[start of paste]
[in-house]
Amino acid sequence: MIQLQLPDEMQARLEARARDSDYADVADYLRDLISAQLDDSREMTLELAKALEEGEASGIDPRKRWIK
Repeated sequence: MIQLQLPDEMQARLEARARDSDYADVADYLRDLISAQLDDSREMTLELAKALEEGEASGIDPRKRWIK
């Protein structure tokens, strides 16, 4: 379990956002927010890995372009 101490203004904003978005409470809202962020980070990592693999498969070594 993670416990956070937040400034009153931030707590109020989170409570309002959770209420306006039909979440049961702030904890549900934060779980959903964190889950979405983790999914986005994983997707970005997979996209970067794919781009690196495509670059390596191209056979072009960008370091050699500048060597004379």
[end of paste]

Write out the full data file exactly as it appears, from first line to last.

[in-house]
Amino acid sequence: MIQLQLPDEMQARLEARARDSDYADVADYLRDLISAQLDDSREMTLELAKALEEGEASGIDPRKRWIK
Repeated sequence: MIQLQLPDEMQARLEARARDSDYADVADYLRDLISAQLDDSREMTLELAKALEEGEASGIDPRKRWIK
């Protein structure tokens, strides 16, 4: 379990956002927010890995372009 101490203004904003978005409470809202962020980070990592693999498969070594 993670416990956070937040400034009153931030707590109020989170409570309002959770209420306006039909979440049961702030904890549900934060779980959903964190889950979405983790999914986005994983997707970005997979996209970067794919781009690196495509670059390596191209056979072009960008370091050699500048060597004379």